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The Daily Dispatch: August 26, 1864., [Electronic resource] 17 1 Browse Search
The Daily Dispatch: July 28, 1864., [Electronic resource] 15 1 Browse Search
Jefferson Davis, The Rise and Fall of the Confederate Government 7 1 Browse Search
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Browsing named entities in The Daily Dispatch: August 26, 1864., [Electronic resource]. You can also browse the collection for James F. Jacques or search for James F. Jacques in all documents.

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The Daily Dispatch: August 26, 1864., [Electronic resource], The late peace interview in Richmond — circular from the State Department. (search)
, Virginia: " General: I would request that Colonel James F. Jacques, Seventy-third Illinois volunteer infantry, and J the presence of the Secretary of War and myself, that Messrs. Jacques and Gilmore had not said anything to him about his dutStates of America: " Dear Sir: The undersigned, James F. Jacques, of Illinois, and James R. Gilmore, of Massachusetts,t truly and respectfully, "Your obedient servants, "James F. Jacques, "James R. Gilmore." The word "official" i Gilmore and friend in passing into the Confederacy. Colonel Jacques then said that his name was not put on the card for thening, and Colonel Ould came a few moments later, with Messrs. Jacques and Gilmore. The President said to them that he had hday. This account of the visit of Messrs. Gilmore and Jacques to Richmond has been rendered necessary by publications maation of the truth of the statement of Messrs. Gilmore and Jacques, that they came as messengers from Mr. Lincoln, is to be f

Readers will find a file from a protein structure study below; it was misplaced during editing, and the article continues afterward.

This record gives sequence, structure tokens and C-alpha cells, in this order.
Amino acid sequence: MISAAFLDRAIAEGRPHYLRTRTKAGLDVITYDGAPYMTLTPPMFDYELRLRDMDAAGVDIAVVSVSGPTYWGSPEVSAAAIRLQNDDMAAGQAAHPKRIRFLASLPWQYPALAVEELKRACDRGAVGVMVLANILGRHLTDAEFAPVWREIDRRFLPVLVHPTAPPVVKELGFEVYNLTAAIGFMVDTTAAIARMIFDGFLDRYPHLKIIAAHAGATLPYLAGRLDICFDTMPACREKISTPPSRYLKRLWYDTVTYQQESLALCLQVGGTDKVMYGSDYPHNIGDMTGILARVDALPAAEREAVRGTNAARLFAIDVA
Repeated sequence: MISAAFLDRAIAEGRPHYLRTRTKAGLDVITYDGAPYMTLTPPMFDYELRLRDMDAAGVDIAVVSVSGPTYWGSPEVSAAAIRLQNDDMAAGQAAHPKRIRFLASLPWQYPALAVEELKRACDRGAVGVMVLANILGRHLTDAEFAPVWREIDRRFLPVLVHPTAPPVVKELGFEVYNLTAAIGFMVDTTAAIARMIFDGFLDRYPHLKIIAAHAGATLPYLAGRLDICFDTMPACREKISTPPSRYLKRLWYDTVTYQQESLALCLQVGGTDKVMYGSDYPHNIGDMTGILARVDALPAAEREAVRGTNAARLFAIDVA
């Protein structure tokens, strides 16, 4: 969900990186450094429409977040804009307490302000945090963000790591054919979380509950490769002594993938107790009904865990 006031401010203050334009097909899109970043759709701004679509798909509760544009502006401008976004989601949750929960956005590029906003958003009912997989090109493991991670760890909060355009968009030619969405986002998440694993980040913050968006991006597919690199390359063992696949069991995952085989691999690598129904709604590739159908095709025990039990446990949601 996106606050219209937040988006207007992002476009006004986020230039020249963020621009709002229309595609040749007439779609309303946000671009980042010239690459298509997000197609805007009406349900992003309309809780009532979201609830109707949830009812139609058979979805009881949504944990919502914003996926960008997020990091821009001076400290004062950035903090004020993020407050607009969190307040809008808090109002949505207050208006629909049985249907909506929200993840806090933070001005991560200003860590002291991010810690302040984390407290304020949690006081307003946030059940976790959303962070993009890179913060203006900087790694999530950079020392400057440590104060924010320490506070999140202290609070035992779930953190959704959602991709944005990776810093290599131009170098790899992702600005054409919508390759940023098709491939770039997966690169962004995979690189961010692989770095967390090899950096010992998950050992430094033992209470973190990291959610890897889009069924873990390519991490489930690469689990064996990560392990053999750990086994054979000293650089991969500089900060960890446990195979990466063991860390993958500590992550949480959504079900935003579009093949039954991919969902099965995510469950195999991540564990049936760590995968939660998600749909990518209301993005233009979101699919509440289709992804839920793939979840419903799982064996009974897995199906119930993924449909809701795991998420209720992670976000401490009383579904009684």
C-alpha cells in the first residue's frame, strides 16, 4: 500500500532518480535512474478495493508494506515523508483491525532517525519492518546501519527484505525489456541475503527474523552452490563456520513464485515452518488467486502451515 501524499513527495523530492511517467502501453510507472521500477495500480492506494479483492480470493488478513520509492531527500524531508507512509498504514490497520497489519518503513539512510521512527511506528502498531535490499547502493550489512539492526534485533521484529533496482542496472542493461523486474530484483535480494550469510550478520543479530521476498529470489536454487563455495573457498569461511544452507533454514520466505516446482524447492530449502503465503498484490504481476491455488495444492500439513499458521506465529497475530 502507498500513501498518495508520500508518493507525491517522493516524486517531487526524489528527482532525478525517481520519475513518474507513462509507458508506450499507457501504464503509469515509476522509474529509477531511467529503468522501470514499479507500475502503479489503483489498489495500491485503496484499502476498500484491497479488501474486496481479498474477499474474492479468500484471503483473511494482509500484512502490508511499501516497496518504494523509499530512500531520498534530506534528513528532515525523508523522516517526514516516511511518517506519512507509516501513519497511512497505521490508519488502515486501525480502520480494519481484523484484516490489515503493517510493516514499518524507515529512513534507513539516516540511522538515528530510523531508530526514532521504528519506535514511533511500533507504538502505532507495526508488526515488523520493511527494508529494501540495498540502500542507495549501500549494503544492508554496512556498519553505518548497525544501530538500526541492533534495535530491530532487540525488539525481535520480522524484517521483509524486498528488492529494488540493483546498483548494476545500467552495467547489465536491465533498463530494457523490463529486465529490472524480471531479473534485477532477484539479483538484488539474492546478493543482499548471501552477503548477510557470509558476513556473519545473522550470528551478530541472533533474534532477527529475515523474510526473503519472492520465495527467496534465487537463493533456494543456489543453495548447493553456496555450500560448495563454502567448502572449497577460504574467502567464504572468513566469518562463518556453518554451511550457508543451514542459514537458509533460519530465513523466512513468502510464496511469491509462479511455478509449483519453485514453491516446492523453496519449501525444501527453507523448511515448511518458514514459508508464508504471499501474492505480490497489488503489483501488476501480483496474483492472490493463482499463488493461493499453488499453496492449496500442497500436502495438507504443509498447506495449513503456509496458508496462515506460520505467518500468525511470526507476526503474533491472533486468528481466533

Mr. Benjamin's circular. This document will be read with peculiar interest by all persons and all classes of persons. That Gilmore and Jacques were emissaries of Lincoln, Mr. Benjamin does not seem to doubt. It is certain, at least, that they came here with his knowledge, and that they were in possession of his views. The proposition they submitted corresponded fully with Lincoln's circular "to all whom it may concern." The Confederate States were to submit, abolish slavery, acknowledge that they had done wrong, throw themselves on Lincoln's mercy, and ask pardon for having presumed to think they had a right to govern themselves. The question of Union or Secession was to be submitted to the whole body of the people constituting what used to be the United States; and as they outnumbered us two to one, there could be no doubt of the event. Much has been said about the President's having received these two men. We are free to say that, under the circumstances, we do not se